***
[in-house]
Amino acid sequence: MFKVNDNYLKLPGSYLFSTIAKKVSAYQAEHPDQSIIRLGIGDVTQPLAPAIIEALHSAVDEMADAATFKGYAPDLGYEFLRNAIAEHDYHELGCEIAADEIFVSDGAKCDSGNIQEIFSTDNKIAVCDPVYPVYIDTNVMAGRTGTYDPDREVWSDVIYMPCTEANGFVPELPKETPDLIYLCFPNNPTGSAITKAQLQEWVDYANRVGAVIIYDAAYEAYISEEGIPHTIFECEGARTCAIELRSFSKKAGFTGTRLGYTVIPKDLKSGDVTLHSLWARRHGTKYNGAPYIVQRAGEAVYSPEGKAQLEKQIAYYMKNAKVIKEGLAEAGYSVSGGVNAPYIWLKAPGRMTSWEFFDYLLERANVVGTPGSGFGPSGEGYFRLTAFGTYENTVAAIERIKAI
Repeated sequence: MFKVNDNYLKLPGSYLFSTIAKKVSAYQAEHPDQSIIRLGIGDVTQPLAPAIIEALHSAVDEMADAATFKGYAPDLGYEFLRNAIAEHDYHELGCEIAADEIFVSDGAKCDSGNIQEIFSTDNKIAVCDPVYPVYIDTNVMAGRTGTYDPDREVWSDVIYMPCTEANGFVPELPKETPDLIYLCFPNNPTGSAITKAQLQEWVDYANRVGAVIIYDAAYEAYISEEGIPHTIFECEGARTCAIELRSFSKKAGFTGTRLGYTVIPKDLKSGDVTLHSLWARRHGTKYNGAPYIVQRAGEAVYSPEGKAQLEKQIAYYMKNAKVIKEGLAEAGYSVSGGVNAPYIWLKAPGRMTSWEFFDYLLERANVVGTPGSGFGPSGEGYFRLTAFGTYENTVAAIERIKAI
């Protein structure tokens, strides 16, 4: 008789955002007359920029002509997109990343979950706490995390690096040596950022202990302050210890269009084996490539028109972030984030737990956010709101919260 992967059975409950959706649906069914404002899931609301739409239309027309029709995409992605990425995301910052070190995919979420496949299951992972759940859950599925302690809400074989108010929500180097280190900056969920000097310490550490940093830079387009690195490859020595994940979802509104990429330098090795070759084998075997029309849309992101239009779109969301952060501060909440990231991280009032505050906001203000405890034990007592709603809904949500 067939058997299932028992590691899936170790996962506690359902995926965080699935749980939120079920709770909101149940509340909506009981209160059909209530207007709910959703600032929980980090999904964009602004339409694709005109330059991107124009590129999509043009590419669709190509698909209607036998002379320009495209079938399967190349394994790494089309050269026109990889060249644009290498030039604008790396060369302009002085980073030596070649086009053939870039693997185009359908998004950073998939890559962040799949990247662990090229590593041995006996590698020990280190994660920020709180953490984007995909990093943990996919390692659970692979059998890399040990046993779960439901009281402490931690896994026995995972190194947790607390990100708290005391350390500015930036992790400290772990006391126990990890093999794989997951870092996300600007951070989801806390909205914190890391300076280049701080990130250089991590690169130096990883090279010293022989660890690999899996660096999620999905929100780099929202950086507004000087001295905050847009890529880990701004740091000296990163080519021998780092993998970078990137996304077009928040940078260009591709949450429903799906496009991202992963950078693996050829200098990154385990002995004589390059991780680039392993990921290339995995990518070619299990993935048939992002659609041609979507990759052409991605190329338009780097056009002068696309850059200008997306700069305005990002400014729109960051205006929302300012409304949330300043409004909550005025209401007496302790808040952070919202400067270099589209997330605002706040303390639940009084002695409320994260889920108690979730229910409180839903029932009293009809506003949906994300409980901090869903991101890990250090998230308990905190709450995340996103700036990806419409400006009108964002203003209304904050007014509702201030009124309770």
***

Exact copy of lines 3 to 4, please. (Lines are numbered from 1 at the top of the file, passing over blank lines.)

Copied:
Repeated sequence: MFKVNDNYLKLPGSYLFSTIAKKVSAYQAEHPDQSIIRLGIGDVTQPLAPAIIEALHSAVDEMADAATFKGYAPDLGYEFLRNAIAEHDYHELGCEIAADEIFVSDGAKCDSGNIQEIFSTDNKIAVCDPVYPVYIDTNVMAGRTGTYDPDREVWSDVIYMPCTEANGFVPELPKETPDLIYLCFPNNPTGSAITKAQLQEWVDYANRVGAVIIYDAAYEAYISEEGIPHTIFECEGARTCAIELRSFSKKAGFTGTRLGYTVIPKDLKSGDVTLHSLWARRHGTKYNGAPYIVQRAGEAVYSPEGKAQLEKQIAYYMKNAKVIKEGLAEAGYSVSGGVNAPYIWLKAPGRMTSWEFFDYLLERANVVGTPGSGFGPSGEGYFRLTAFGTYENTVAAIERIKAI
């Protein structure tokens, strides 16, 4: 008789955002007359920029002509997109990343979950706490995390690096040596950022202990302050210890269009084996490539028109972030984030737990956010709101919260 992967059975409950959706649906069914404002899931609301739409239309027309029709995409992605990425995301910052070190995919979420496949299951992972759940859950599925302690809400074989108010929500180097280190900056969920000097310490550490940093830079387009690195490859020595994940979802509104990429330098090795070759084998075997029309849309992101239009779109969301952060501060909440990231991280009032505050906001203000405890034990007592709603809904949500 067939058997299932028992590691899936170790996962506690359902995926965080699935749980939120079920709770909101149940509340909506009981209160059909209530207007709910959703600032929980980090999904964009602004339409694709005109330059991107124009590129999509043009590419669709190509698909209607036998002379320009495209079938399967190349394994790494089309050269026109990889060249644009290498030039604008790396060369302009002085980073030596070649086009053939870039693997185009359908998004950073998939890559962040799949990247662990090229590593041995006996590698020990280190994660920020709180953490984007995909990093943990996919390692659970692979059998890399040990046993779960439901009281402490931690896994026995995972190194947790607390990100708290005391350390500015930036992790400290772990006391126990990890093999794989997951870092996300600007951070989801806390909205914190890391300076280049701080990130250089991590690169130096990883090279010293022989660890690999899996660096999620999905929100780099929202950086507004000087001295905050847009890529880990701004740091000296990163080519021998780092993998970078990137996304077009928040940078260009591709949450429903799906496009991202992963950078693996050829200098990154385990002995004589390059991780680039392993990921290339995995990518070619299990993935048939992002659609041609979507990759052409991605190329338009780097056009002068696309850059200008997306700069305005990002400014729109960051205006929302300012409304949330300043409004909550005025209401007496302790808040952070919202400067270099589209997330605002706040303390639940009084002695409320994260889920108690979730229910409180839903029932009293009809506003949906994300409980901090869903991101890990250090998230308990905190709450995340996103700036990806419409400006009108964002203003209304904050007014509702201030009124309770």